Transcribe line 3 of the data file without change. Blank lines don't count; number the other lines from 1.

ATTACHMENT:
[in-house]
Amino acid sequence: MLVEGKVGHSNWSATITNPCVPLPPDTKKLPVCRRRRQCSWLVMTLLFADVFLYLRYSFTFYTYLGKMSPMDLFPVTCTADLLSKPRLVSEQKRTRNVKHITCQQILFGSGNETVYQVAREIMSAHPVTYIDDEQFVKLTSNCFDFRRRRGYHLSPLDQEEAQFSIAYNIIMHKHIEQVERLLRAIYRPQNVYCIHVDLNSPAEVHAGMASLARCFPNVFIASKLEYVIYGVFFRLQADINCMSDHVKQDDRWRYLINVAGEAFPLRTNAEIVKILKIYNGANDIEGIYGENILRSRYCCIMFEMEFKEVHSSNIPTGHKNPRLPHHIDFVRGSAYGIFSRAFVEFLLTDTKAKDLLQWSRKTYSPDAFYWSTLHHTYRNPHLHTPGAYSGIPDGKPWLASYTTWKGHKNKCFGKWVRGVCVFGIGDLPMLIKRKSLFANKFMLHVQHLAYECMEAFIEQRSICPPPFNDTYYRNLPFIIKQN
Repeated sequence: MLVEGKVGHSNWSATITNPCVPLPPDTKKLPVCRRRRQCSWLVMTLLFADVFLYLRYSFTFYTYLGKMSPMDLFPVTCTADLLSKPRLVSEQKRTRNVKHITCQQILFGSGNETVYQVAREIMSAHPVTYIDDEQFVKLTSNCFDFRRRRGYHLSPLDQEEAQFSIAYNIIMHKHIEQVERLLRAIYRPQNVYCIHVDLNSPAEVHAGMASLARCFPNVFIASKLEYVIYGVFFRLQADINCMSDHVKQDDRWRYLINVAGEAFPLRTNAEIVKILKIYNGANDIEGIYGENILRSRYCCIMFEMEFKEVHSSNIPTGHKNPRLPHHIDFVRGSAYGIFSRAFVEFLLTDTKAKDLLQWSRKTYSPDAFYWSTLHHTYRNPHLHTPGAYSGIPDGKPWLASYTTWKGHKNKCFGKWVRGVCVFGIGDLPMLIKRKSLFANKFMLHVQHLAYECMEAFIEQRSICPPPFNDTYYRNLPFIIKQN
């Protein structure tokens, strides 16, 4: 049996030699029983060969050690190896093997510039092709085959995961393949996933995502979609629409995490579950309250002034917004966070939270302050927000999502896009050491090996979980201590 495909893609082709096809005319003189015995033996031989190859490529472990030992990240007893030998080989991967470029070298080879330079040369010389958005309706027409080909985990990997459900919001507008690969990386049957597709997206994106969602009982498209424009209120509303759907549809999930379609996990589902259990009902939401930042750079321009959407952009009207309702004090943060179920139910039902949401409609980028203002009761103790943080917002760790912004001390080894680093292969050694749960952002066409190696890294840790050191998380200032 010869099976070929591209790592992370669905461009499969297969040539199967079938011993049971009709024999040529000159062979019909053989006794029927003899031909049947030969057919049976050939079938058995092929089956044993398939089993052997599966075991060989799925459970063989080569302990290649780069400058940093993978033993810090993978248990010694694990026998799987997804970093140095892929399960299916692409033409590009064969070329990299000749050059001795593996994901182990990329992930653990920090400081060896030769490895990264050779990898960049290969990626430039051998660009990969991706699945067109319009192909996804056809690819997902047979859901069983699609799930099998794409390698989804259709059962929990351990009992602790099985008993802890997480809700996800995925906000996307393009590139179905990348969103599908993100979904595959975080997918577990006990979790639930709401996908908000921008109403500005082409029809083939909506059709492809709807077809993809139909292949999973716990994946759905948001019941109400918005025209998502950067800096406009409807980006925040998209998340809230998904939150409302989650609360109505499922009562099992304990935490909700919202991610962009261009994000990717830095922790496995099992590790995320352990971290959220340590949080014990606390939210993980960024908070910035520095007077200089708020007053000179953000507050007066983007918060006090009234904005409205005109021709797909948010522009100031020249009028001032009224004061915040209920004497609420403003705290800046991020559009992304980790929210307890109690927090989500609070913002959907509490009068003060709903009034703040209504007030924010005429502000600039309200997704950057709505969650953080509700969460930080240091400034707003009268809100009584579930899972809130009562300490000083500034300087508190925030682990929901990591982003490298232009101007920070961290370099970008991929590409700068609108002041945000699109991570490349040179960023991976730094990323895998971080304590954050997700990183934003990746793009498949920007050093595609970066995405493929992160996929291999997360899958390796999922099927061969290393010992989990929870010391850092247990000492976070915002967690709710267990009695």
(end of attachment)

Repeated sequence: MLVEGKVGHSNWSATITNPCVPLPPDTKKLPVCRRRRQCSWLVMTLLFADVFLYLRYSFTFYTYLGKMSPMDLFPVTCTADLLSKPRLVSEQKRTRNVKHITCQQILFGSGNETVYQVAREIMSAHPVTYIDDEQFVKLTSNCFDFRRRRGYHLSPLDQEEAQFSIAYNIIMHKHIEQVERLLRAIYRPQNVYCIHVDLNSPAEVHAGMASLARCFPNVFIASKLEYVIYGVFFRLQADINCMSDHVKQDDRWRYLINVAGEAFPLRTNAEIVKILKIYNGANDIEGIYGENILRSRYCCIMFEMEFKEVHSSNIPTGHKNPRLPHHIDFVRGSAYGIFSRAFVEFLLTDTKAKDLLQWSRKTYSPDAFYWSTLHHTYRNPHLHTPGAYSGIPDGKPWLASYTTWKGHKNKCFGKWVRGVCVFGIGDLPMLIKRKSLFANKFMLHVQHLAYECMEAFIEQRSICPPPFNDTYYRNLPFIIKQN